United States v. Thomas, 575 A.2d 129617
Virginia Petroleum Jobbers v. PPC, 259 F.2d 9213
Women Strike for Peace v. Morton, 472 F.2d 1273, 1289 (1972)6
WMATA v. Holiday Tours, 559 F.2d 841 (D.C. Cir. 1977)3
Flag Desecration, 88 Harv.L.Rev. 1482, (1975)13
5 USC Sec. 559, Historical and Revision Notes7
36 CFR 7.96 (g)(5)(x)(B)(2)8
36 CFR 7.96 (i)(1)14
36 CFR 7.96 (g)(2)(i)5
Federal Register, June 4, 198214
Federal Register, August 20 19858
Federal Register, March 5, 19859, 11



Owing to a religious belief that they must devote their lives to being peacemakers, Concepcion Picciotto and William Thomas each began to maintain a "continuous presence" in Lafayette Park or in front of the White House since the summer of 1981. Over the years, from time to time, others have associated in similar individual efforts at the gates of the Executive Mansion for the purposes of communicating with the public on issues of broad public concern, and to gain a better understanding of the truth. Motivated by similar religious beliefs, Ellen Thomas and Sunrise S. Harmony are presently the only other named plaintiffs actively engaged in attempting to maintain a continuous presence in the Park.

As communicants of "Peace through Reason" (Complaint, para. 21(i), and Thomas' Declaration in Support of the Complaint para. 2), plaintiffs seek an atmosphere of civilized tranquility - a prerequisite to reasoned dialogue. It is a matter of fact that inebriants and assaultive persons roam the streets to terrorize and victimize in any metropolis. Although there is no "right to tranquility" for one exposed to the elements and the dangers that lurk in a city at night, the First and Fourth Amendments of the Constitution have been thought to protect the exercise of religion and expression against unjustified police intrusion. The Fifth and Fourteenth Amendments have been said to guarantee the rights of due process and equal protection to all individuals.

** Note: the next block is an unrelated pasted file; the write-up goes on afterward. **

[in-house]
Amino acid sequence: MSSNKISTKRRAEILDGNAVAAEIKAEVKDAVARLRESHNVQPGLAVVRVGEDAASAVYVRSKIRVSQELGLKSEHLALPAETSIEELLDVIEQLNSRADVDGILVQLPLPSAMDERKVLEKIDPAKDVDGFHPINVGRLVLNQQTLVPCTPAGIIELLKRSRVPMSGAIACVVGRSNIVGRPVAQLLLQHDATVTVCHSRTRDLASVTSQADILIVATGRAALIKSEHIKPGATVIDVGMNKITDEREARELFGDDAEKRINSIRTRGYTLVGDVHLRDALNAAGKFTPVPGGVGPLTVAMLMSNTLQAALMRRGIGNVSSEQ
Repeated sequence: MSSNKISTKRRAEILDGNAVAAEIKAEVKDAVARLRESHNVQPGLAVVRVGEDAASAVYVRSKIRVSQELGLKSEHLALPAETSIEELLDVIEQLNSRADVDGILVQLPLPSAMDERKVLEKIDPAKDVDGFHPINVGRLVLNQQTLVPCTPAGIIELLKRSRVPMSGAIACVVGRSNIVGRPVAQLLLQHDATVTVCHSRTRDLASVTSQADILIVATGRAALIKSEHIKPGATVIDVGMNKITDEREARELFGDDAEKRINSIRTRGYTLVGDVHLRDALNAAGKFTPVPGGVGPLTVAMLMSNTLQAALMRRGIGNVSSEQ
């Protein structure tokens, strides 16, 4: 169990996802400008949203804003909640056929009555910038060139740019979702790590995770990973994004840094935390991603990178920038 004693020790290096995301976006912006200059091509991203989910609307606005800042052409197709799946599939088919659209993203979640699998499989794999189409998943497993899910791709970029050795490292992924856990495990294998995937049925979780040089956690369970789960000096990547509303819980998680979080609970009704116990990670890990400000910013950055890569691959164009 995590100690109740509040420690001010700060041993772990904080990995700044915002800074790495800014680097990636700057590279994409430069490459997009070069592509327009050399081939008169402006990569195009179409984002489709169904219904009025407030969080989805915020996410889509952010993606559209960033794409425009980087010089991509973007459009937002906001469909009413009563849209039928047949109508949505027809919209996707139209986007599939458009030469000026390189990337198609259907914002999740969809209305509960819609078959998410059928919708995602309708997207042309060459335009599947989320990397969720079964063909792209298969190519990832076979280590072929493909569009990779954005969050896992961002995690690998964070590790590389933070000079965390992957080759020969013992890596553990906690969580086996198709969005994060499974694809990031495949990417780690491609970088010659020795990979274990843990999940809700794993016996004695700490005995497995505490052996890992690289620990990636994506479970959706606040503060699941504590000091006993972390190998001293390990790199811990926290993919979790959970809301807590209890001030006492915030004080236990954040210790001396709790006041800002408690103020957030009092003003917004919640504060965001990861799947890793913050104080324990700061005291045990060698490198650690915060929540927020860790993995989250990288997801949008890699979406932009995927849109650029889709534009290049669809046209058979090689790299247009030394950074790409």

As "demonstrations" (infra, ftn. 2/) plaintiffs' vigils are


entitled to constitional protection. Over the years plaintiffs have obtained permits which allow the specific actions comprising their "continuous presences." See, Exhibit 1 herewith, attachment 1, Concepcion Picciotto's permits, see also, Plaintiffs' Reply to Federal Defendants' Notice to the Court, filed October 13, 1989, Exhibit A, Sunrise permits. Plaintiffs have also gone to extremes not to offend police officials. See, e.g., Declaration of Concepcion Picciotto in support of the Amended Complaint, filed November 23, 1988, para. 4. Plaintiffs are not engaged in civil disobedience. Id. paras. 2 and 3.

The relief sought in this Application and Motion is to preserve the status quo by restraining defendants from disrupting, terminating, or interfering with the harmless exercise of plaintiffs' religious beliefs and lawful public expression of views, by threats, intimidation, imprisonment, assault, false arrest, false imprisonment, seizure of property, intentional infliction of emotional distress, deprivation of association, deprivation of due process and the exercise of their freedoms of religion, communication, and association under color of various regulations which defendants have inspired, written, administered, and/or enforced. SEE, Complaint, para. 20, Amended Complaint, para. 11.